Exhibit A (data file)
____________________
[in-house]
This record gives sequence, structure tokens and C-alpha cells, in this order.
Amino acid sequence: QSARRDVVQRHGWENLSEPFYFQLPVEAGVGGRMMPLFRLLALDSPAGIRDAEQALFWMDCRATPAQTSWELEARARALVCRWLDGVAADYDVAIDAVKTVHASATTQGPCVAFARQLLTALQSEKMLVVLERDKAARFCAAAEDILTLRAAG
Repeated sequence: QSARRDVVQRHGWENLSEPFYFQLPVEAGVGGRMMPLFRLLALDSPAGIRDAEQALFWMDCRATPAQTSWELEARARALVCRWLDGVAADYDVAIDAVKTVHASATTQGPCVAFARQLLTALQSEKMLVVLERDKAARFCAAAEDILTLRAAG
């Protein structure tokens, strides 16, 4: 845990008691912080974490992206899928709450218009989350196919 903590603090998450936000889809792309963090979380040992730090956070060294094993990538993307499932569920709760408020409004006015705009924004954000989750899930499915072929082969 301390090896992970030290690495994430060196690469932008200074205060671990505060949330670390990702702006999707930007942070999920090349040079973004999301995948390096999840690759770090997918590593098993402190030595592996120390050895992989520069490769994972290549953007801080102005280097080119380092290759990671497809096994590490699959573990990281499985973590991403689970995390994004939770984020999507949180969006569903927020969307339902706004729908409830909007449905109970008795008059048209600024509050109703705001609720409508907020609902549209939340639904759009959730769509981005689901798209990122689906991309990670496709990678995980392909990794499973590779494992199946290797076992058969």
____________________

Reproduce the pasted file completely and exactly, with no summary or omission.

[in-house]
This record gives sequence, structure tokens and C-alpha cells, in this order.
Amino acid sequence: QSARRDVVQRHGWENLSEPFYFQLPVEAGVGGRMMPLFRLLALDSPAGIRDAEQALFWMDCRATPAQTSWELEARARALVCRWLDGVAADYDVAIDAVKTVHASATTQGPCVAFARQLLTALQSEKMLVVLERDKAARFCAAAEDILTLRAAG
Repeated sequence: QSARRDVVQRHGWENLSEPFYFQLPVEAGVGGRMMPLFRLLALDSPAGIRDAEQALFWMDCRATPAQTSWELEARARALVCRWLDGVAADYDVAIDAVKTVHASATTQGPCVAFARQLLTALQSEKMLVVLERDKAARFCAAAEDILTLRAAG
């Protein structure tokens, strides 16, 4: 845990008691912080974490992206899928709450218009989350196919 903590603090998450936000889809792309963090979380040992730090956070060294094993990538993307499932569920709760408020409004006015705009924004954000989750899930499915072929082969 301390090896992970030290690495994430060196690469932008200074205060671990505060949330670390990702702006999707930007942070999920090349040079973004999301995948390096999840690759770090997918590593098993402190030595592996120390050895992989520069490769994972290549953007801080102005280097080119380092290759990671497809096994590490699959573990990281499985973590991403689970995390994004939770984020999507949180969006569903927020969307339902706004729908409830909007449905109970008795008059048209600024509050109703705001609720409508907020609902549209939340639904759009959730769509981005689901798209990122689906991309990670496709990678995980392909990794499973590779494992199946290797076992058969």